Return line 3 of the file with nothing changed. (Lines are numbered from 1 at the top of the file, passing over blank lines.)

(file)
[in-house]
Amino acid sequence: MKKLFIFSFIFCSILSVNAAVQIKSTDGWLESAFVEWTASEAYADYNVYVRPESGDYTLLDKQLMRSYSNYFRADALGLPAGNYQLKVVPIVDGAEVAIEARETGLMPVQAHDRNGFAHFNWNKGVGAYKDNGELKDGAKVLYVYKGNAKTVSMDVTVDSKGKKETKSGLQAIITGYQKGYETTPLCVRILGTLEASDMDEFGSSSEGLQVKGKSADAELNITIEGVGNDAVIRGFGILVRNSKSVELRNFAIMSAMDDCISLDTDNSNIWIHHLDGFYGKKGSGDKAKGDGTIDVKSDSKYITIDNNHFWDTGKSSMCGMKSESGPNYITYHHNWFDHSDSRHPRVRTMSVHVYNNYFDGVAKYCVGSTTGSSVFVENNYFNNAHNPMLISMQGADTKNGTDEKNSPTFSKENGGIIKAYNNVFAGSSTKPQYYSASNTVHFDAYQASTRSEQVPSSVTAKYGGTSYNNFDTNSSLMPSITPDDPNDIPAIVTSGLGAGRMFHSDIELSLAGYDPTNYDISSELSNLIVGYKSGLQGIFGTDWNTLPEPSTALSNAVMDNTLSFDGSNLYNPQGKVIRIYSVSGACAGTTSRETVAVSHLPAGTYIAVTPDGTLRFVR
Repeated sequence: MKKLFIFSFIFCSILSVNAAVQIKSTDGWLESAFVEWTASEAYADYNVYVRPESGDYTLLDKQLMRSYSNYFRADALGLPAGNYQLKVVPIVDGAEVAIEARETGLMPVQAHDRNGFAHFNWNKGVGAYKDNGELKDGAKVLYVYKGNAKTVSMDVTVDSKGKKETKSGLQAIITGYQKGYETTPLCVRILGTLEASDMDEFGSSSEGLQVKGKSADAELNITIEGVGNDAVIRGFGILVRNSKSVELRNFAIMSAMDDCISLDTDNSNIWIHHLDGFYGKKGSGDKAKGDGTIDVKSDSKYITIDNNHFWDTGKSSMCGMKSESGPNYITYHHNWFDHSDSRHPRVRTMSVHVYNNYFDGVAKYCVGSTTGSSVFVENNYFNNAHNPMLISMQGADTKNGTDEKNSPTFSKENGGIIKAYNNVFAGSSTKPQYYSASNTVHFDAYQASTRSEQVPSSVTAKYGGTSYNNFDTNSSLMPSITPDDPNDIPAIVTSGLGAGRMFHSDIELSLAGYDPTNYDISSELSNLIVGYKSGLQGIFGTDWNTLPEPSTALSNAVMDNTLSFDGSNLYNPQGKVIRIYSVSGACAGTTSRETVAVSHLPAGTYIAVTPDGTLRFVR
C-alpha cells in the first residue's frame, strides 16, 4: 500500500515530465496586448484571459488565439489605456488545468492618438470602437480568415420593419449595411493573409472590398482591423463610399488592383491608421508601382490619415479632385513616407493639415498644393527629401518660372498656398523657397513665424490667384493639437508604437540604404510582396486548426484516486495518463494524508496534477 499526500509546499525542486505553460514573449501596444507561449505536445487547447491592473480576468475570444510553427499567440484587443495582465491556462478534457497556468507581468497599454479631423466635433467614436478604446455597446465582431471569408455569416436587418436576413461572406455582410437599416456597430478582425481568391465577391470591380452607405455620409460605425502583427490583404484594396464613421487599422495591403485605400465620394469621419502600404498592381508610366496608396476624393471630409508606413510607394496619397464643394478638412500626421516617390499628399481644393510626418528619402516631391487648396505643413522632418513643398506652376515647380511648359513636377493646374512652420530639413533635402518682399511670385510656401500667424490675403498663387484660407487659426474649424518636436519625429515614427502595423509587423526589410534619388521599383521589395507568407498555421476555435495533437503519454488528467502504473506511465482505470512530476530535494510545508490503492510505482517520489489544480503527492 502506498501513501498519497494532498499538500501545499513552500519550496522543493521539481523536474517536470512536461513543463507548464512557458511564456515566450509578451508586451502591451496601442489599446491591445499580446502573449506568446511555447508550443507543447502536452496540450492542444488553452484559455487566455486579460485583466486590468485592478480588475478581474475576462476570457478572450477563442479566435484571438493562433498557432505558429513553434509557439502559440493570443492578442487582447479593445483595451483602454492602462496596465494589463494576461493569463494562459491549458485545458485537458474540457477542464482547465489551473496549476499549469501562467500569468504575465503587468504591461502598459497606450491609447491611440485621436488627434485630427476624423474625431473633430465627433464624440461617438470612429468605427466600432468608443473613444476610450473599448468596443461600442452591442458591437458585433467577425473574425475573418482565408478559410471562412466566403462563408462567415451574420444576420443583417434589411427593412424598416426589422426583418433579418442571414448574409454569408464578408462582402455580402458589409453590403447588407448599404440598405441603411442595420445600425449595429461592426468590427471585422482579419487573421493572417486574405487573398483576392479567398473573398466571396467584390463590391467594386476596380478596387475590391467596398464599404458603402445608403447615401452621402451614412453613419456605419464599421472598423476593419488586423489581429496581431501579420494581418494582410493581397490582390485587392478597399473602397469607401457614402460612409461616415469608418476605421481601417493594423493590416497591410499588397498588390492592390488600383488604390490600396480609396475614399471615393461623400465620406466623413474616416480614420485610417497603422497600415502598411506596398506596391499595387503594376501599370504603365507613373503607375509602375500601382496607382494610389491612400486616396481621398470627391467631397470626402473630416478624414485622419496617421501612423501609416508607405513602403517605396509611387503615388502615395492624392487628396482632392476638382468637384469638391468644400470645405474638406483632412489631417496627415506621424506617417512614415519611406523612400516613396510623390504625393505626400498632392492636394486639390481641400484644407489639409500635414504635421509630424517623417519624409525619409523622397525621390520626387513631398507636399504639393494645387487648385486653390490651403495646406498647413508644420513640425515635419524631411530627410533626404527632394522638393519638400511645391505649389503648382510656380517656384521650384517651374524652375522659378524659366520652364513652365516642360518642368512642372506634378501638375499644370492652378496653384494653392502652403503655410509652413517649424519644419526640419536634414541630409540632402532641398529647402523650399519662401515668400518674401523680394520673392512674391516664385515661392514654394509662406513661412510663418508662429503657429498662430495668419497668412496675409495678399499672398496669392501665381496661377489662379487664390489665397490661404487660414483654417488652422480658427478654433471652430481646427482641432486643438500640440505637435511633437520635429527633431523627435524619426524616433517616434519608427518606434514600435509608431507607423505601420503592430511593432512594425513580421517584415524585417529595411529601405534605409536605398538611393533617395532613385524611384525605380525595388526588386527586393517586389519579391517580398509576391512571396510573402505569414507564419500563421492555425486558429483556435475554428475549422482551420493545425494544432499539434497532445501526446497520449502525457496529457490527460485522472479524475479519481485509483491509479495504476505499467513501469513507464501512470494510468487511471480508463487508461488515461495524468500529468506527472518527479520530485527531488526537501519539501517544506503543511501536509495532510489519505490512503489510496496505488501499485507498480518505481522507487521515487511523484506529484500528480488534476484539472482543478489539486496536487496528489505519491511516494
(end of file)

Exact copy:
Repeated sequence: MKKLFIFSFIFCSILSVNAAVQIKSTDGWLESAFVEWTASEAYADYNVYVRPESGDYTLLDKQLMRSYSNYFRADALGLPAGNYQLKVVPIVDGAEVAIEARETGLMPVQAHDRNGFAHFNWNKGVGAYKDNGELKDGAKVLYVYKGNAKTVSMDVTVDSKGKKETKSGLQAIITGYQKGYETTPLCVRILGTLEASDMDEFGSSSEGLQVKGKSADAELNITIEGVGNDAVIRGFGILVRNSKSVELRNFAIMSAMDDCISLDTDNSNIWIHHLDGFYGKKGSGDKAKGDGTIDVKSDSKYITIDNNHFWDTGKSSMCGMKSESGPNYITYHHNWFDHSDSRHPRVRTMSVHVYNNYFDGVAKYCVGSTTGSSVFVENNYFNNAHNPMLISMQGADTKNGTDEKNSPTFSKENGGIIKAYNNVFAGSSTKPQYYSASNTVHFDAYQASTRSEQVPSSVTAKYGGTSYNNFDTNSSLMPSITPDDPNDIPAIVTSGLGAGRMFHSDIELSLAGYDPTNYDISSELSNLIVGYKSGLQGIFGTDWNTLPEPSTALSNAVMDNTLSFDGSNLYNPQGKVIRIYSVSGACAGTTSRETVAVSHLPAGTYIAVTPDGTLRFVR